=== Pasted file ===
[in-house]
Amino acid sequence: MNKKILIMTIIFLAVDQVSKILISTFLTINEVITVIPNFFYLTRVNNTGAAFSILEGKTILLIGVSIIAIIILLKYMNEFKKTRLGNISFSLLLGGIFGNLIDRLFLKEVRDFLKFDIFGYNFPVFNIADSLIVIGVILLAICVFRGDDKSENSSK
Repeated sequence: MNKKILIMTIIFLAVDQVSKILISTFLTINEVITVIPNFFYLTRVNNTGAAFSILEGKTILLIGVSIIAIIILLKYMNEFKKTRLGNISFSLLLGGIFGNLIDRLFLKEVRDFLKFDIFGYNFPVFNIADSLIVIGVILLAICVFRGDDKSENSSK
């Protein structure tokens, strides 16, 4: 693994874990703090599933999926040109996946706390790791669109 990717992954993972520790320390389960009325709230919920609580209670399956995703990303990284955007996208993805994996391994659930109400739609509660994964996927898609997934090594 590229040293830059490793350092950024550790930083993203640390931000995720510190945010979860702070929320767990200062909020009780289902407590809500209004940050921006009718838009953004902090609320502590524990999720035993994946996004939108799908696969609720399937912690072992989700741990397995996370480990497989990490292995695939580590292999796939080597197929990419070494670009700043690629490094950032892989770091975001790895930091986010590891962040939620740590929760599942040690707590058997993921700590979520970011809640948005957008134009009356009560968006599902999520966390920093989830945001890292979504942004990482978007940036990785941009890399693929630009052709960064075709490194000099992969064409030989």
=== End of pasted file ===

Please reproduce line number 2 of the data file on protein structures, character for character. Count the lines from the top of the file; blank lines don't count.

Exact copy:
Amino acid sequence: MNKKILIMTIIFLAVDQVSKILISTFLTINEVITVIPNFFYLTRVNNTGAAFSILEGKTILLIGVSIIAIIILLKYMNEFKKTRLGNISFSLLLGGIFGNLIDRLFLKEVRDFLKFDIFGYNFPVFNIADSLIVIGVILLAICVFRGDDKSENSSK